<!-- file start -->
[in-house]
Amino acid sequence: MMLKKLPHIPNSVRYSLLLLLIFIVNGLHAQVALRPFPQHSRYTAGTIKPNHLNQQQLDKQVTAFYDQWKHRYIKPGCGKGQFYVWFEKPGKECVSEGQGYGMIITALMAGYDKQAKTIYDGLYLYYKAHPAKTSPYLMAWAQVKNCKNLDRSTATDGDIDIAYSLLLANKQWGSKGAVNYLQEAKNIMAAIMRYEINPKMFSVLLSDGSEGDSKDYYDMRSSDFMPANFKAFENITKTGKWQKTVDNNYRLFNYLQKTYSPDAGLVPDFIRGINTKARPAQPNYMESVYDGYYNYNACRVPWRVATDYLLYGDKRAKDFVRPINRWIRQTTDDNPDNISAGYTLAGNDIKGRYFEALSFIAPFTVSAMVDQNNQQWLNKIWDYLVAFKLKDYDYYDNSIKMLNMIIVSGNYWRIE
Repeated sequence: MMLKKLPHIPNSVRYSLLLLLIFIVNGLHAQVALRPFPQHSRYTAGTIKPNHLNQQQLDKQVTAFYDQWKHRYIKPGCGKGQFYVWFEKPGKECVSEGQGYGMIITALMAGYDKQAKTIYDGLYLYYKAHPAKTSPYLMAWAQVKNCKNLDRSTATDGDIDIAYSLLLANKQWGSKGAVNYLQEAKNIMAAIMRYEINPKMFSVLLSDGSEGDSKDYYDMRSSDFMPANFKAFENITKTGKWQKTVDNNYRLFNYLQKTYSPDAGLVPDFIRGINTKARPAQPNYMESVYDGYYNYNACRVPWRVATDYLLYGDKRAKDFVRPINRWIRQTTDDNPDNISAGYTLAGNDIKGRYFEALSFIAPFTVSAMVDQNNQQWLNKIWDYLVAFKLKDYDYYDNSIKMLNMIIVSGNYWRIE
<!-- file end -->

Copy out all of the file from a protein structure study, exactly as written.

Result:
[in-house]
Amino acid sequence: MMLKKLPHIPNSVRYSLLLLLIFIVNGLHAQVALRPFPQHSRYTAGTIKPNHLNQQQLDKQVTAFYDQWKHRYIKPGCGKGQFYVWFEKPGKECVSEGQGYGMIITALMAGYDKQAKTIYDGLYLYYKAHPAKTSPYLMAWAQVKNCKNLDRSTATDGDIDIAYSLLLANKQWGSKGAVNYLQEAKNIMAAIMRYEINPKMFSVLLSDGSEGDSKDYYDMRSSDFMPANFKAFENITKTGKWQKTVDNNYRLFNYLQKTYSPDAGLVPDFIRGINTKARPAQPNYMESVYDGYYNYNACRVPWRVATDYLLYGDKRAKDFVRPINRWIRQTTDDNPDNISAGYTLAGNDIKGRYFEALSFIAPFTVSAMVDQNNQQWLNKIWDYLVAFKLKDYDYYDNSIKMLNMIIVSGNYWRIE
Repeated sequence: MMLKKLPHIPNSVRYSLLLLLIFIVNGLHAQVALRPFPQHSRYTAGTIKPNHLNQQQLDKQVTAFYDQWKHRYIKPGCGKGQFYVWFEKPGKECVSEGQGYGMIITALMAGYDKQAKTIYDGLYLYYKAHPAKTSPYLMAWAQVKNCKNLDRSTATDGDIDIAYSLLLANKQWGSKGAVNYLQEAKNIMAAIMRYEINPKMFSVLLSDGSEGDSKDYYDMRSSDFMPANFKAFENITKTGKWQKTVDNNYRLFNYLQKTYSPDAGLVPDFIRGINTKARPAQPNYMESVYDGYYNYNACRVPWRVATDYLLYGDKRAKDFVRPINRWIRQTTDDNPDNISAGYTLAGNDIKGRYFEALSFIAPFTVSAMVDQNNQQWLNKIWDYLVAFKLKDYDYYDNSIKMLNMIIVSGNYWRIE